Acoustical Society of America - 161st Meeting Lay Language Papers
Motorcycle helmets and the frequency dependence of temporary hearing threshold shift
Dr Nigel J Holt (firstname.lastname@example.org)
Dr Michael Carley
Dr John Kennedy
Dr Ian Walker
Popular version of paper 5aPP1
Presented Friday. 27th May
161st ASA Meeting, Seattle, Washington
Most people have been to clubs, festivals and concerts. Many have fought their way to the front and ended up standing close to the stacks where it is possible to feel the breeze coming off the speakers as the band turn the volume up to 11. This level of noise exposure can have a surprisingly significant affect on your hearing in the short term. Evidence your hearing has changed is often experienced as a ringing in the ears the following morning, an experience also familiar to those who ride motorcycles. Most people are unaware that these types of exposure to noise will change their hearing sensitivity. This sort of change to our hearing is temporary – we recover over time. Repeatedly experiencing these types of sounds, particularly before fully recovering can mean that the temporary shift may develop into a permanent hearing loss.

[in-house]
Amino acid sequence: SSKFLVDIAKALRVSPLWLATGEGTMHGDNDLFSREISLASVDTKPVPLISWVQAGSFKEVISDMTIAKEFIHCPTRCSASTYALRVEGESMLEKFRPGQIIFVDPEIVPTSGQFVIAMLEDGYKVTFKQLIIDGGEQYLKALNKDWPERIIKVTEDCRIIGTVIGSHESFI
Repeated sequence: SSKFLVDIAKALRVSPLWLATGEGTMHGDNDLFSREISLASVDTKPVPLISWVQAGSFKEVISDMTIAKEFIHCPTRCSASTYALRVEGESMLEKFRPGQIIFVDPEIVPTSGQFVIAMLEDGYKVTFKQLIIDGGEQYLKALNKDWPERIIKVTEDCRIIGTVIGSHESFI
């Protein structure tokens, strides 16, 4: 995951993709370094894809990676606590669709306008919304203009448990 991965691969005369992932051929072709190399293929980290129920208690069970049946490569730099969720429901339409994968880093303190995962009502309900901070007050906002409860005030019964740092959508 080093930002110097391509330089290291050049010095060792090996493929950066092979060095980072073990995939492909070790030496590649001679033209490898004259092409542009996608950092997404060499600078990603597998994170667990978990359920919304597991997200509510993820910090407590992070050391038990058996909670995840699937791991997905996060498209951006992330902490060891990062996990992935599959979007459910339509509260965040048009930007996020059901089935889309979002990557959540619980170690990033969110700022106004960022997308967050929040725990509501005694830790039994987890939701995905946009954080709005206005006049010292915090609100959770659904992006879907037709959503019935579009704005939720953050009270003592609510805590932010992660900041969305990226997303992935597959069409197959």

We have measured the type of threshold shift people experience at different frequencies when exposed to noise in normal listening conditions. Wearing a helmet changes the sounds motorcyclists would otherwise be exposed to and because of this the resulting threshold shifts are at different frequencies than would otherwise be expected. We looked at the way the helmet filters sound and found that the effect was to block out certain frequencies of the sound but amplify others. After listening to noise while wearing the helmet, riders become less sensitive to frequencies amplified by the helmet, as expected. Counterintuitively, they actually experience a temporary improvement in their hearing at frequencies blocked out by the helmet.
The type of hearing protection currently available to riders is of a very basic nature, such as ear-plugs and neck-shields. It is important to note that silence is not ideal either, as portions of the sound provide important rider feedback during driving. Hearing protection for motorcycle riders needs to be tailored towards those frequencies that are most detrimental to rider safety, health and comfort. The information revealed in our research, is a first step in setting design goals for developing these noise reduction technologies.
Contacts at the ASA, Sunday 22nd May to Wednesday 25th May – Dr John Kennedy and Dr Michael Carley (Affiliation – University of Bath, England)
Contact at the ASA Thursday 26th and Friday 28th – Dr Nigel Holt (Affiliation – Bath Spa University, England)